Recently, I had the pleasure of enjoying a local, annual festival near where I live. There are a lot of vendors there, local organizations, political booths, my favorite Pai Lum school was there. I got to spend it with my family and people that I love. And I had some awesome Turkish coffee.
Mixed in with all of this was a local atheist organization who is very dedicated to atheism. They were selling your typical bumper stickers that read things like “My Karma Ran Over Your Dogma” and “Hell Doesn’t Scare Me” and “I believe in life before death”.
You know, the typical atheist response to religion of any form.
(BTW, atheism is a religion, but we’ll get into that another time.)
Seeing this booth forced me to ask the question (sadly, not to them):
Should atheists be altruistic?
Since not everyone is an academic, let me quickly define altruism. Altruism is the practice of concern for the well-being of others. Now, technically the definition is longer and deals with this concern being selfless and disinterested, but let’s stick with the basic one.
Altruism is the act of doing good for those less fortunate and helping other people.
Simple enough, right?
So, let’s move on to the question at hand:
Should atheists be altruistic? Or rather: should atheists be helping other people?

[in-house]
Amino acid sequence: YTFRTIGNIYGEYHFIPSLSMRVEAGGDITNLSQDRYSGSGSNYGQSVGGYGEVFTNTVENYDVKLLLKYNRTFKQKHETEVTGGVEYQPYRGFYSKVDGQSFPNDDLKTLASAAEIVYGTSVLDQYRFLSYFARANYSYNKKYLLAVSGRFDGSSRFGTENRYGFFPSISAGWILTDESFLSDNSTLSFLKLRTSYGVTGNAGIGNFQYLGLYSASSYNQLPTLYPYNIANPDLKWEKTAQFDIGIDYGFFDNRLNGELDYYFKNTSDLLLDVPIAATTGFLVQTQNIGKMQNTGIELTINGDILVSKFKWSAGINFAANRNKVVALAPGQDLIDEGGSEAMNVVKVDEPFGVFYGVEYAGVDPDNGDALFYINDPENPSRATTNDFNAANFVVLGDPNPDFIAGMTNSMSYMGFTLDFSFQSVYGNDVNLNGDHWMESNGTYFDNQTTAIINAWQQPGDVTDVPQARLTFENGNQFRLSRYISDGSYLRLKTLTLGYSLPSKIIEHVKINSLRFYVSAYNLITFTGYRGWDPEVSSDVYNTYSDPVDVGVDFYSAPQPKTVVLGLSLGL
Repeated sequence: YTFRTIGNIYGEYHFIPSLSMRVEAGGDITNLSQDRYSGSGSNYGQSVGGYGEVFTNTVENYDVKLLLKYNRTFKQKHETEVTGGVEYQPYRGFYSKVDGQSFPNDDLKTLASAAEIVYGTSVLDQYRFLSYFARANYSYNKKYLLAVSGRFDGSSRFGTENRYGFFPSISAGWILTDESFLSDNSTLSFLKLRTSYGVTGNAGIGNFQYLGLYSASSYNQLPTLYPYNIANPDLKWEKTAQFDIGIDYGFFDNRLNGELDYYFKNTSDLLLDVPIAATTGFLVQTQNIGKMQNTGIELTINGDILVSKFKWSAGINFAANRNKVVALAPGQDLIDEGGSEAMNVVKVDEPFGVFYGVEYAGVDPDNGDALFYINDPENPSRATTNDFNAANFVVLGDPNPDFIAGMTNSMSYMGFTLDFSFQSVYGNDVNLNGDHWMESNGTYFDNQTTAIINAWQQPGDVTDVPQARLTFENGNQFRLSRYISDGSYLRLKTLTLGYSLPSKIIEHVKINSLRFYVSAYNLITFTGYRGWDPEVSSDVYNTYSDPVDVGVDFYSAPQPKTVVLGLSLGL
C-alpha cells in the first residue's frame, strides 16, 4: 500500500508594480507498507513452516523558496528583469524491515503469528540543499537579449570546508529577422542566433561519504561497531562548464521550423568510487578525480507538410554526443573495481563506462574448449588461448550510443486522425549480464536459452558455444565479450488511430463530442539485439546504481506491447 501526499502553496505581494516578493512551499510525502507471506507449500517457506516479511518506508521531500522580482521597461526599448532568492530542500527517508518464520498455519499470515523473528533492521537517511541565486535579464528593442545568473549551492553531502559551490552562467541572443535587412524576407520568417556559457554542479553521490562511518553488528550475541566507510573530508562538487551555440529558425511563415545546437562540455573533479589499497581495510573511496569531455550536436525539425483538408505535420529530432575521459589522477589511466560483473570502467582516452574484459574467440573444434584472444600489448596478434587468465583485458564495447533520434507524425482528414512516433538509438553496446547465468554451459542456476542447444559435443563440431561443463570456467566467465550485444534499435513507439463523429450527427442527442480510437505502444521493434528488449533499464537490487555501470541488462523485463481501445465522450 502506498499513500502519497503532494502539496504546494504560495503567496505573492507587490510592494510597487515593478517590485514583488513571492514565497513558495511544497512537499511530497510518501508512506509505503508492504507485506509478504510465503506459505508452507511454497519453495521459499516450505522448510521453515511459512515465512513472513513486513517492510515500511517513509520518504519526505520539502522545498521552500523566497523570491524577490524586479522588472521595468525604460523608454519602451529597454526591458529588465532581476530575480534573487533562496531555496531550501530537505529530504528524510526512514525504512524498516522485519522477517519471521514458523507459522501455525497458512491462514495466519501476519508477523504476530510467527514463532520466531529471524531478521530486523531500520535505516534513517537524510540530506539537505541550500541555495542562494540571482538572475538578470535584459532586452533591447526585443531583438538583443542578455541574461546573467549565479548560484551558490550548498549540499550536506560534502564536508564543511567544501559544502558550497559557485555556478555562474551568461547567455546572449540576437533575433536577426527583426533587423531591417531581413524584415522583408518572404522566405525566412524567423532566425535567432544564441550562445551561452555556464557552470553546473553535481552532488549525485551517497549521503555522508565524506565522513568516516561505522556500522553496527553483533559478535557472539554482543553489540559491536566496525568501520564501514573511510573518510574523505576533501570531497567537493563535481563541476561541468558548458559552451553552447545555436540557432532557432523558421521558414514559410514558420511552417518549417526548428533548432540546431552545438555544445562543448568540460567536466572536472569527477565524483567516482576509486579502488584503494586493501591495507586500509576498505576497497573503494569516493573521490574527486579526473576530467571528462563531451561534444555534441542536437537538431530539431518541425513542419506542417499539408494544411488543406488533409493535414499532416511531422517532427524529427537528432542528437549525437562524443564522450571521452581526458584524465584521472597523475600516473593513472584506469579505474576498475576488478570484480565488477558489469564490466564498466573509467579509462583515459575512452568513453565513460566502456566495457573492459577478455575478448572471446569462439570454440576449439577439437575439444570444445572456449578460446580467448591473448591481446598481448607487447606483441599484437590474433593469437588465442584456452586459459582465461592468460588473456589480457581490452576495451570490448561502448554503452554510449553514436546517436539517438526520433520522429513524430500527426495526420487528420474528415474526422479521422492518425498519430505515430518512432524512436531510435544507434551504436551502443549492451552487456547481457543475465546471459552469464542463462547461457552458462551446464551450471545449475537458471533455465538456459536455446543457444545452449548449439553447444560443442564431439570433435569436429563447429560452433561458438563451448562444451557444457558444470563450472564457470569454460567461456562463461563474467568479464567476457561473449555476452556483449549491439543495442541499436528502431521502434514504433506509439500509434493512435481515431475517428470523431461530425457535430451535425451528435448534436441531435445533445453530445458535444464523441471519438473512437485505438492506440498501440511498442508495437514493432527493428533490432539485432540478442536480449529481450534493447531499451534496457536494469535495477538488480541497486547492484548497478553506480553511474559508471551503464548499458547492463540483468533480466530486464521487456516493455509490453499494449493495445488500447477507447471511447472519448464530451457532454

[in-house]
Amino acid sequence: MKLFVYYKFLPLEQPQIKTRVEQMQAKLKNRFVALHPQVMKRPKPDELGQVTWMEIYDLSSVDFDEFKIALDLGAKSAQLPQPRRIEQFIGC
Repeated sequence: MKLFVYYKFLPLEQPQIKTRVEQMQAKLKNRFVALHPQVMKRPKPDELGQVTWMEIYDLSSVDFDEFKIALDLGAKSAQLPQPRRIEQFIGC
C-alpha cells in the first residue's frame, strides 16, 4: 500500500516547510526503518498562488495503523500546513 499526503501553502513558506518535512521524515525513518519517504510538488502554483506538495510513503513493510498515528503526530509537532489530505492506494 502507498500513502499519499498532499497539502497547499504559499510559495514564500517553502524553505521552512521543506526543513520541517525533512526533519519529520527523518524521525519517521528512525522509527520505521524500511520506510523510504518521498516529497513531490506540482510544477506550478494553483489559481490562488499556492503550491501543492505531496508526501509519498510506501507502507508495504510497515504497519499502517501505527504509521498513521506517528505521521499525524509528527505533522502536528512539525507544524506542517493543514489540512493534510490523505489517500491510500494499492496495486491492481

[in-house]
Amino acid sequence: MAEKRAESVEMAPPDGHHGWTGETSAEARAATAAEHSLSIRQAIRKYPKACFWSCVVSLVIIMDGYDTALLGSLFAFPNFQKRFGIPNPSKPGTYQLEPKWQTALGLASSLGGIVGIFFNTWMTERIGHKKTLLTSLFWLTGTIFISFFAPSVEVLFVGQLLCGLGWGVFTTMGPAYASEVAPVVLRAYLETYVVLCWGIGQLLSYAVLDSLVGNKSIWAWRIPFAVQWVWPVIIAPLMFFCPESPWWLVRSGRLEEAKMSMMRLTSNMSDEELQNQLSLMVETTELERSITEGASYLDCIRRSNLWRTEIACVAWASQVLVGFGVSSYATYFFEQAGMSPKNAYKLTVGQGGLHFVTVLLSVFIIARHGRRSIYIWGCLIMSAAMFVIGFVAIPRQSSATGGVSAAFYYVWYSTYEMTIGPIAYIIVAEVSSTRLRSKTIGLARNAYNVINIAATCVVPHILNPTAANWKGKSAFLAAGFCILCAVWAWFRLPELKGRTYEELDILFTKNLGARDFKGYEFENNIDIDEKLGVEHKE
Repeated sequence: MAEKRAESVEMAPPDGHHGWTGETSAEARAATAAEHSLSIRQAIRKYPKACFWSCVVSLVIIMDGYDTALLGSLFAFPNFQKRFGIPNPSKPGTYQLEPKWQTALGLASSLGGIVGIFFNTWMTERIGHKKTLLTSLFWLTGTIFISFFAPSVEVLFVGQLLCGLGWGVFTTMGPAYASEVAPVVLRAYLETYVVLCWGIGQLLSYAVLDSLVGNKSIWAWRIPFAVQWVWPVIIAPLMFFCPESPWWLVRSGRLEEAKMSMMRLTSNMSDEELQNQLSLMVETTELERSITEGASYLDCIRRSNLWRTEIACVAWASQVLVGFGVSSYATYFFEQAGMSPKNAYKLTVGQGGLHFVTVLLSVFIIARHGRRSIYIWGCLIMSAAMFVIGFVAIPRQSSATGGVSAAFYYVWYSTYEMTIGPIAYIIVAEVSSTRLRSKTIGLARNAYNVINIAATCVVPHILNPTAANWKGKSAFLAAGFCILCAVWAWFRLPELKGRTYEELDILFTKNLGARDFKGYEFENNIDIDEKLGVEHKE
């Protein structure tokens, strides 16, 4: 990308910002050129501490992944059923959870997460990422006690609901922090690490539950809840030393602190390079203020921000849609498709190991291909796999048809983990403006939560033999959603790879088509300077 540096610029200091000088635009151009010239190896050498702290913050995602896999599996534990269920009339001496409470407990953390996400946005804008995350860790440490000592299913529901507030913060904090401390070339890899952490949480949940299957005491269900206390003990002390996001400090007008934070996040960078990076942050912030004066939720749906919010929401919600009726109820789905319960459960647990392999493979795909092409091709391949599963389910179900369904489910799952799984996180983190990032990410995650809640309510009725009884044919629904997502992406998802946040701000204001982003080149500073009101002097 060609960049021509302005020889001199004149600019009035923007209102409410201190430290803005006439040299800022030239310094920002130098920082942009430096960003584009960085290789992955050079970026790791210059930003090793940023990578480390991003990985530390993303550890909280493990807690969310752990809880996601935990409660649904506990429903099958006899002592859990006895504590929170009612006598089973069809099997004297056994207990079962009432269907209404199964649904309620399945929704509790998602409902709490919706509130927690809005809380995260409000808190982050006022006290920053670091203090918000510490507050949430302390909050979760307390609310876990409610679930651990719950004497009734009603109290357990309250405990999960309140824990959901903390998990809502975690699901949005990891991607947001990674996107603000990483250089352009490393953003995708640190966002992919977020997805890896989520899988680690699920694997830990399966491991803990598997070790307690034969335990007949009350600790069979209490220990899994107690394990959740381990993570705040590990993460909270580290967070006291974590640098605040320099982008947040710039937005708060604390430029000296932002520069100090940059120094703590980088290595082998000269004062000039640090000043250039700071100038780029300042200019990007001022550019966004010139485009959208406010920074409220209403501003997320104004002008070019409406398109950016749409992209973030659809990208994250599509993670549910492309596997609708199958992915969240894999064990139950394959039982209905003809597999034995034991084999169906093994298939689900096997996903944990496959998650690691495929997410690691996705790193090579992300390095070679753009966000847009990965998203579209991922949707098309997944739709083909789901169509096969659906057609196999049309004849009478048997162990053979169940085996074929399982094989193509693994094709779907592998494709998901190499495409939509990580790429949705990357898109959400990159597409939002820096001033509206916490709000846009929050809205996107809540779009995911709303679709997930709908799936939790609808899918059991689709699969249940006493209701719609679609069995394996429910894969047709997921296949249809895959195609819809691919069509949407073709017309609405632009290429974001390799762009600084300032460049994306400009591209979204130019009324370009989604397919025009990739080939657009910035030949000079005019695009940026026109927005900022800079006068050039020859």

Here is where this dilemma is coming from:
Atheists, as a rule, believe in the theory of evolution. They believe that we evolved from monkeys or some mammal-type life form, with the obligatory reference to us starting out as something only spotted by a microscope.
Now, the idea of evolution and Christianity has been a struggle, and I’m not going to get into that, but I’ll leave a resource at the end to help with those who are curious.
Anyway, along with the theory of evolution comes survival of the fittest. Only the strongest survive. The weak are left to fend for themselves and die.
And yet, we are constantly helping people. And we aren’t alone. It is seen everywhere in nature.
Charles Darwin, the father of the theory of evolution, stated that altruism is the biggest obstacle to evolution taking its course. He regarded it as an anomaly in nature. It goes against everything he theorized.
So, if atheists believe in the theory of evolution, and in the survival of the fittest, then should they be altruistic?
Should they go around helping other people, joining charitable organizations and donating to charities?
Shouldn’t they just let the weak suffer and starve and die so that evolution should take its course?
I hope they don’t.
I hope they listen to what is undoubtedly the voice of God in their hearts and help other people and keep doing the things that they do that bring help to those who need it.
I hope they keep being altruistic. I hope atheists are altruistic.
Because the hope is that, one day, they will recognize this urge to help as the love of God inside them and it will point them to the fact that there is a God and He wants humanity to live, love, and thrive.